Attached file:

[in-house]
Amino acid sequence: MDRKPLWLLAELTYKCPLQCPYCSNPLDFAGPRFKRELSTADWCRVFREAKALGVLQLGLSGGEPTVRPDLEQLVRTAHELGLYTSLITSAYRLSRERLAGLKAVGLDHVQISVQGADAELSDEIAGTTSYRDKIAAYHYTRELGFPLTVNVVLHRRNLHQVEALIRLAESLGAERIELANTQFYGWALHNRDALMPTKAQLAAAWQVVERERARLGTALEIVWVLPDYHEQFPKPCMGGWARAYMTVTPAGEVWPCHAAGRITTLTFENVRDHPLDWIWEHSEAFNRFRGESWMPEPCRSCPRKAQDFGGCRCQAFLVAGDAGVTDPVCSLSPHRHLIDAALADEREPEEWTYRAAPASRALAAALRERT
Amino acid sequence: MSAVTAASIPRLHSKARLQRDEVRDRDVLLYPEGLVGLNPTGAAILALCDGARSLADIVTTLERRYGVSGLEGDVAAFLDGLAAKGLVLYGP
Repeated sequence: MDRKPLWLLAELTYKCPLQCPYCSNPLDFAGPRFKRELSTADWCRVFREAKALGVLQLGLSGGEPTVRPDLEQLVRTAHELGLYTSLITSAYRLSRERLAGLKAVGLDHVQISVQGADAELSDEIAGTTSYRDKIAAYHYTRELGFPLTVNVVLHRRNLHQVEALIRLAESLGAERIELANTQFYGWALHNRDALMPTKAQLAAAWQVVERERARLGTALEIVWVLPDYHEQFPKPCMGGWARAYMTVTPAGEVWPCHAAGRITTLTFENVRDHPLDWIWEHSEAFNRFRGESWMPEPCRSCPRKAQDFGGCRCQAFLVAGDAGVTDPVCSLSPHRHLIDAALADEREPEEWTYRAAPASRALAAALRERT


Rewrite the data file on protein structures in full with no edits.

[in-house]
Amino acid sequence: MDRKPLWLLAELTYKCPLQCPYCSNPLDFAGPRFKRELSTADWCRVFREAKALGVLQLGLSGGEPTVRPDLEQLVRTAHELGLYTSLITSAYRLSRERLAGLKAVGLDHVQISVQGADAELSDEIAGTTSYRDKIAAYHYTRELGFPLTVNVVLHRRNLHQVEALIRLAESLGAERIELANTQFYGWALHNRDALMPTKAQLAAAWQVVERERARLGTALEIVWVLPDYHEQFPKPCMGGWARAYMTVTPAGEVWPCHAAGRITTLTFENVRDHPLDWIWEHSEAFNRFRGESWMPEPCRSCPRKAQDFGGCRCQAFLVAGDAGVTDPVCSLSPHRHLIDAALADEREPEEWTYRAAPASRALAAALRERT
Amino acid sequence: MSAVTAASIPRLHSKARLQRDEVRDRDVLLYPEGLVGLNPTGAAILALCDGARSLADIVTTLERRYGVSGLEGDVAAFLDGLAAKGLVLYGP
Repeated sequence: MDRKPLWLLAELTYKCPLQCPYCSNPLDFAGPRFKRELSTADWCRVFREAKALGVLQLGLSGGEPTVRPDLEQLVRTAHELGLYTSLITSAYRLSRERLAGLKAVGLDHVQISVQGADAELSDEIAGTTSYRDKIAAYHYTRELGFPLTVNVVLHRRNLHQVEALIRLAESLGAERIELANTQFYGWALHNRDALMPTKAQLAAAWQVVERERARLGTALEIVWVLPDYHEQFPKPCMGGWARAYMTVTPAGEVWPCHAAGRITTLTFENVRDHPLDWIWEHSEAFNRFRGESWMPEPCRSCPRKAQDFGGCRCQAFLVAGDAGVTDPVCSLSPHRHLIDAALADEREPEEWTYRAAPASRALAAALRERT